Exhibition

Do Ho Suh: 348 West 22nd Street

10 Nov 2019 – 25 Oct 2020

Event times

Monday 11 am–5 pm
Tuesday 11 am–5 pm
Wednesday Closed
Thursday 11 am–5 pm
Friday 11 am–8 pm
Saturday 10 am–7 pm
Sunday 10 am–7 pm
Closed on Wednesdays, Thanksgiving Day, and Christmas Day

Cost of entry

People Residing in L.A. County with Valid ID
Members Free
After 3 pm, Mon–Fri Free
Youth (12 & under) Free
Teens (13–17) Free
Adults $20
Seniors (65+ with ID) $16
Students (18+ with ID) $16

People Residing Outside L.A. County
Members Free
After 3 pm, Mon–Fri $25
Youth (12 & under) Free
Teens (13–17) $10
Adults $25
Seniors (65+ with ID) $21
Students (18+ with ID) $21

Address

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Do Ho Suh’s works elicit a physical manifestation of memory, exploring ideas of personal history, cultural tradition, and belief systems in the contemporary world.

About

Best known for his full-size, fabric-and-steel reconstructions of his former residences in South Korea, Rhode Island, Berlin, London, and New York, Suh’s creations of physicalized memory address issues of home, displacement, individuality, and collectivity, articulated through the architecture of domestic space.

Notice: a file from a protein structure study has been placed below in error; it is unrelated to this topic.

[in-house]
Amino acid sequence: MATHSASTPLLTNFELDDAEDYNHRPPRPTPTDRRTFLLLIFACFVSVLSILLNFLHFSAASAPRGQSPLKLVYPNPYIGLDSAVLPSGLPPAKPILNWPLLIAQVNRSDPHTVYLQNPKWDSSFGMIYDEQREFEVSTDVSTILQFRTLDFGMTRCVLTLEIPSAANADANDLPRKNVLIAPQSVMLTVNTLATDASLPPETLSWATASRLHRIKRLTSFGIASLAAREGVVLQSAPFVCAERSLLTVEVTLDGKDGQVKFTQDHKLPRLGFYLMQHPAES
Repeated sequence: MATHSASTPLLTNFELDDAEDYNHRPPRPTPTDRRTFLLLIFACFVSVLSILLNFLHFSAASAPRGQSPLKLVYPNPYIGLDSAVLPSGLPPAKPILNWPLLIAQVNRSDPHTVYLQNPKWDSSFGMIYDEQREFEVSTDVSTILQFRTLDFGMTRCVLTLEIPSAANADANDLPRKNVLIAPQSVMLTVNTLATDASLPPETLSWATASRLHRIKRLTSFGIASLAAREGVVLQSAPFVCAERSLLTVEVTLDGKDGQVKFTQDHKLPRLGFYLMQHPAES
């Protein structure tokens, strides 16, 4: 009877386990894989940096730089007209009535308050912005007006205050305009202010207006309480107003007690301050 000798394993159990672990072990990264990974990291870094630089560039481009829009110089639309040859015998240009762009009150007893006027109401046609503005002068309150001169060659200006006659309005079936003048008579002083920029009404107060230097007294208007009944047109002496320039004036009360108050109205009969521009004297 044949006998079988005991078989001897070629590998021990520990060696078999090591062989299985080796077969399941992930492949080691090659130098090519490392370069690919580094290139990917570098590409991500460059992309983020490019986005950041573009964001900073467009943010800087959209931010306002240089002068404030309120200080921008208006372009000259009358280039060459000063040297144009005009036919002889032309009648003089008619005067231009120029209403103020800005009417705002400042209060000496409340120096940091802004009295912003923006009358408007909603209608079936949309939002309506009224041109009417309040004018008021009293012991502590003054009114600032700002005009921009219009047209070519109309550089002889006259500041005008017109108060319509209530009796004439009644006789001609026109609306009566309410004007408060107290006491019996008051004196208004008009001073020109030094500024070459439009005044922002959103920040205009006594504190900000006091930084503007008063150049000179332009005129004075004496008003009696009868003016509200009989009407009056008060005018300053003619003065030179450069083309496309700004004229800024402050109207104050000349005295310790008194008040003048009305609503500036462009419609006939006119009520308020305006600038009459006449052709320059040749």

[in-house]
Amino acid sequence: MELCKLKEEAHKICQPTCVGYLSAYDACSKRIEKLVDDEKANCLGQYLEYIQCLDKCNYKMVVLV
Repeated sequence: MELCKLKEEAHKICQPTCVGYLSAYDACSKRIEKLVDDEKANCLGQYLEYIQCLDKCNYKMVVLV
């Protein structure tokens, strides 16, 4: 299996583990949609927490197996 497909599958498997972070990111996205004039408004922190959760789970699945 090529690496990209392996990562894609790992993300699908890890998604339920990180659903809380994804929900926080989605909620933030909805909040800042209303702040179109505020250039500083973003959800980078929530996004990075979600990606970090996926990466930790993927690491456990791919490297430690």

A recent gift to LACMA, 348 West 22nd Street (2011–15) replicates the artist’s ground-floor residence from a single New York building. Created in luminous swaths of translucent polyester, the dreamlike rooms and hallways are supported by a subtle stainless-steel armature. In this immersive passageway of conjoined rooms, visitors pass through an ephemeral, ghostly representation of the artist’s personal history. The corridor, stairs, apartment, and studio are each rendered in a single block of color, with fixtures and appliances replicated in exacting detail. Fusing traditional Korean sewing techniques with 3D mapping technologies, the maze-like installation of 348 West 22nd Street balances intricate construction with delicate monumentality. 

Born in South Korea in 1962, Suh moved to the United States in 1991 and currently lives between New York, London, and Seoul. Inspired by his own history of migration, Suh’s ethereal, malleable architecture presents an intimate world both deeply familiar and profoundly estranged.

Exhibiting artists

Do Ho Suh

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